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Revista Española de Cardiología (English Edition) Revista Española de Cardiología (English Edition)
Rev Esp Cardiol. 2016;69:1160-6 - Vol. 69 Num.12 DOI: 10.1016/j.rec.2016.04.059

Toxoplasma Gondii Serostatus in Heart Transplant Recipients: Is It an Independent Prognostic Factor?

Eduardo Barge-Caballero a,b,, Cayetana Barbeito-Caamaño a,b, Gonzalo Barge-Caballero a,b, David Couto-Mallón a,b, María J. Paniagua-Martín a,b, Raquel Marzoa-Rivas a,b, Miguel Solla-Buceta b,c, Francisco Estévez-Cid b,d, José M. Herrera-Noreña b,d, José J. Cuenca-Castillo b,d, José M. Vázquez-Rodríguez a,b, María G. Crespo-Leiro a,b

a Servicio de Cardiología, Complejo Hospitalario Universitario A Coruña, A Coruña, Spain
b Instituto de Investigación Biomédica de A Coruña (INIBIC), A Coruña, Spain
c Servicio de Medicina Intensiva, Complejo Hospitalario Universitario A Coruña, A Coruña, Spain
d Servicio de Cirugía Cardiaca, Complejo Hospitalario Universitario A Coruña, A Coruña, Spain

Keywords

Heart transplant. Toxoplasma gondii. Outcomes. Survival.

Abstract

Introduction and objectives

To assess the potential association between recipient Toxoplasma gondii serostatus and outcomes after heart transplant (HT).

Methods

We conducted a retrospective single-center study of 657 HT recipients from 1991 to 2015. Survival and the incidence of adverse clinical events of T. gondii-seropositive (n = 481) vs T. gondii-seronegative (n = 176) recipients were compared by means of 2 different multivariable Cox regression models. Model 1 included solely age and sex, and model 2 included other potential confounders.

Results

Over a median follow-up of 2903 days (interquartile range: 898-4757), 250 seropositive recipients (52%) and 72 seronegative recipients (41%) died. Univariable analysis showed increased posttransplant mortality among T. gondii-seropositive recipients (hazard ratio [HR] = 1.31; 95% confidence interval [95%CI], 1,00-1.70). After multivariable adjustment, the statistical significance of this association was lost (model 1: HR = 1.09; 95%CI, 0.83-1.43; model 2:HR = 1.12; 95%CI, 0.85-1.47). Recipient T. gondii seropositivity was independently associated with an increased risk of acute rejection (model 1: HR = 1.36; 95%CI, 1.06-1.74; model 2: HR = 1.29; 95%CI, 1.01-1.66). Multivariable models showed no statistically significant impact of recipient T. gondii serostatus on the incidence of infection, malignancy, coronary allograft vasculopathy, or the composite outcome of cardiac death or retransplant. No significant association was found between donor-recipient T. gondii serostatus matching and posttransplant outcome.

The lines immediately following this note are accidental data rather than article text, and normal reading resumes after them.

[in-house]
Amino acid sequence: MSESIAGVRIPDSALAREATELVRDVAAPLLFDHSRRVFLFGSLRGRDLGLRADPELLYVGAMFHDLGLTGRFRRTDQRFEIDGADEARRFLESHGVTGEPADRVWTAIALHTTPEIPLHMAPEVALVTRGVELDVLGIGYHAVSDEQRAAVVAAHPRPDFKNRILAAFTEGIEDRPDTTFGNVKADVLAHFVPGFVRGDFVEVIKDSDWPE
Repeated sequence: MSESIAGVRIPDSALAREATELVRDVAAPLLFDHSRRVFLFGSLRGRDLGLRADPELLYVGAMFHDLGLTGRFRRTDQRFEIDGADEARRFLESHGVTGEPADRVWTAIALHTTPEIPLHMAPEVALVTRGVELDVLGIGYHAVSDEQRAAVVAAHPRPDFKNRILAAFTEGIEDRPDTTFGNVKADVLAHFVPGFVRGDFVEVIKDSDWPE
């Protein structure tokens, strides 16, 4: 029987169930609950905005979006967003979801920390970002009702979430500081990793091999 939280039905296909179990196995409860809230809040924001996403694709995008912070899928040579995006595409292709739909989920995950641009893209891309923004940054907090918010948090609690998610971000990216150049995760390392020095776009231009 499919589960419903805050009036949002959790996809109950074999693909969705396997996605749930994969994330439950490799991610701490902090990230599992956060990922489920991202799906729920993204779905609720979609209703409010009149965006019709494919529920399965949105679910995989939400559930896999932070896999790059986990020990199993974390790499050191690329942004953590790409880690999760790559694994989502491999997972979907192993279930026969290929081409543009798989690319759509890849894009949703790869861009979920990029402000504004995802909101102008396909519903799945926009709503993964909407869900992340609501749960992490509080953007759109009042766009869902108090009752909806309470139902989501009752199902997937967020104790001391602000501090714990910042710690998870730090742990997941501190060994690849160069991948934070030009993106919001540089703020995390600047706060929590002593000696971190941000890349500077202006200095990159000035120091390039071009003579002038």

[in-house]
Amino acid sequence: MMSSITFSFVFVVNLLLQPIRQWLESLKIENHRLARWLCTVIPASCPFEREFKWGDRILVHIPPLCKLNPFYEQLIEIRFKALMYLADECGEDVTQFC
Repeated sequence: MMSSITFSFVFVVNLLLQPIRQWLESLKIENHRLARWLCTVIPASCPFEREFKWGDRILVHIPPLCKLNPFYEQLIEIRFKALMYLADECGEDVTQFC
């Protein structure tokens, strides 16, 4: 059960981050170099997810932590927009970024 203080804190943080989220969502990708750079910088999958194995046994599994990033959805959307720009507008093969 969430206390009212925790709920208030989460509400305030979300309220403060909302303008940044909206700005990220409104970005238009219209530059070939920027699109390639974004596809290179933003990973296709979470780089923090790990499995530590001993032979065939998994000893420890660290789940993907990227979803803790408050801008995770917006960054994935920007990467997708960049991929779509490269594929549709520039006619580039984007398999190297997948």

Conclusions

In this study, recipient T. gondii serostatus was not an independent predictor of long-term post-HT outcome.

Article

INTRODUCTION

Heart transplant (HT) improves survival and quality of life in patients with refractory heart failure and no absolute contraindications.1 To optimize the screening process, it is important to understand the factors that increase the risk of mortality after HT.

The question of whether or not preoperative Toxoplasma gondii serostatus is an independent prognostic factor in HT recipients continues to be a topic of debate.2 Some years ago, an early observational single-center study3 showed a significant drop in post-HT survival in T. gondii-seropositive recipients compared with seronegative recipients; this effect seemed to be attributable to a higher incidence of graft vascular disease and a higher risk of death due to this complication. However, 2 subsequent single-center studies4, 5 were unable to confirm the previous finding.3 None of the 3 studies published to date has found a significant influence of donor T. gondii serostatus or of donor-recipient serostatus matching on post-HT prognosis.3, 4, 5

Because the controversy persists, the aim of this study was to evaluate the potential impact of T. gondii serostatus of HT recipients on long-term prognosis after this surgery.

METHODS Study Description

An observational retrospective study was conducted with a historical cohort of HT recipients in the Complejo Hospitalario Universitario A Coruña from the start of the program in April 1991 until February 2015. The information for the study was obtained from a local database. For the analysis, patients were only selected if their pre-HT T. gondii serostatus was known.

At the hospital, the T. gondii serostatus is currently tested by immunoassay (Elecsys Toxo IgG, Roche Diagnostics) and the result is considered positive if the T. gondii immunoglobulin G (IgG) concentration is > 3 IU/mL. In the past, other commercial immunoassay kits were used to detect specific IgGs with lower sensitivity. The IgG avidity assays are not available at the hospital at present.

The baseline characteristics and post-HT outcome of seropositive recipients were compared with those of T. gondii-seronegative patients. The study protocol was approved by the Autonomous Clinic Research Ethics Committee of Galicia.

Clinical Protocol

All patients were treated and monitored in accordance with the hospital protocol. During the postoperative period, induction therapy consisted of muromonab-CD3 or basiliximab. The maintenance immunosuppressive regimen consisted of different combinations of steroids, calcineurin inhibitors (cyclosporin or tacrolimus), antiproliferative agents (azathioprine or mycophenolate mofetil), and/or mTOR inhibitors (sirolimus or everolimus).

Regular endomyocardial biopsies were performed during the first year after HT and afterwards only if there was clinical suspicion of acute rejection. Stable patients attended clinic visits, which included an electrocardiogram and echocardiogram every 3 to 6 months after the first year post-HT. Coronary angiographies were performed for routine screening of graft vascular disease in patients with clinical suspicion (and also in asymptomatic patients as of 2003) at 1 month, 1 year, 5 years, and 10 years post-HT.